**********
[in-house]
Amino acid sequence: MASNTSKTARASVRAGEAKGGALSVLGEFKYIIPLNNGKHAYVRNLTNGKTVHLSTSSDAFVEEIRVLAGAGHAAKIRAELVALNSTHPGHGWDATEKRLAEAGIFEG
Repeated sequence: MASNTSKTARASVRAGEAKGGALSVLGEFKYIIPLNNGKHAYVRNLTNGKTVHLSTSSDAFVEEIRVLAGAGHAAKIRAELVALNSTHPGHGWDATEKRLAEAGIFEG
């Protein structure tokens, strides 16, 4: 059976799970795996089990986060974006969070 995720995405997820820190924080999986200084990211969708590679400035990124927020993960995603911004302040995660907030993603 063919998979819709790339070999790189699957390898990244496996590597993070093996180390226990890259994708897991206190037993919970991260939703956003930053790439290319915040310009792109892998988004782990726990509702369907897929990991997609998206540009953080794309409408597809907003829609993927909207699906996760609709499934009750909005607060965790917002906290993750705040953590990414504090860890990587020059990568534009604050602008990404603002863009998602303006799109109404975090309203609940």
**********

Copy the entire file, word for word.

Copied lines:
[in-house]
Amino acid sequence: MASNTSKTARASVRAGEAKGGALSVLGEFKYIIPLNNGKHAYVRNLTNGKTVHLSTSSDAFVEEIRVLAGAGHAAKIRAELVALNSTHPGHGWDATEKRLAEAGIFEG
Repeated sequence: MASNTSKTARASVRAGEAKGGALSVLGEFKYIIPLNNGKHAYVRNLTNGKTVHLSTSSDAFVEEIRVLAGAGHAAKIRAELVALNSTHPGHGWDATEKRLAEAGIFEG
């Protein structure tokens, strides 16, 4: 059976799970795996089990986060974006969070 995720995405997820820190924080999986200084990211969708590679400035990124927020993960995603911004302040995660907030993603 063919998979819709790339070999790189699957390898990244496996590597993070093996180390226990890259994708897991206190037993919970991260939703956003930053790439290319915040310009792109892998988004782990726990509702369907897929990991997609998206540009953080794309409408597809907003829609993927909207699906996760609709499934009750909005607060965790917002906290993750705040953590990414504090860890990587020059990568534009604050602008990404603002863009998602303006799109109404975090309203609940």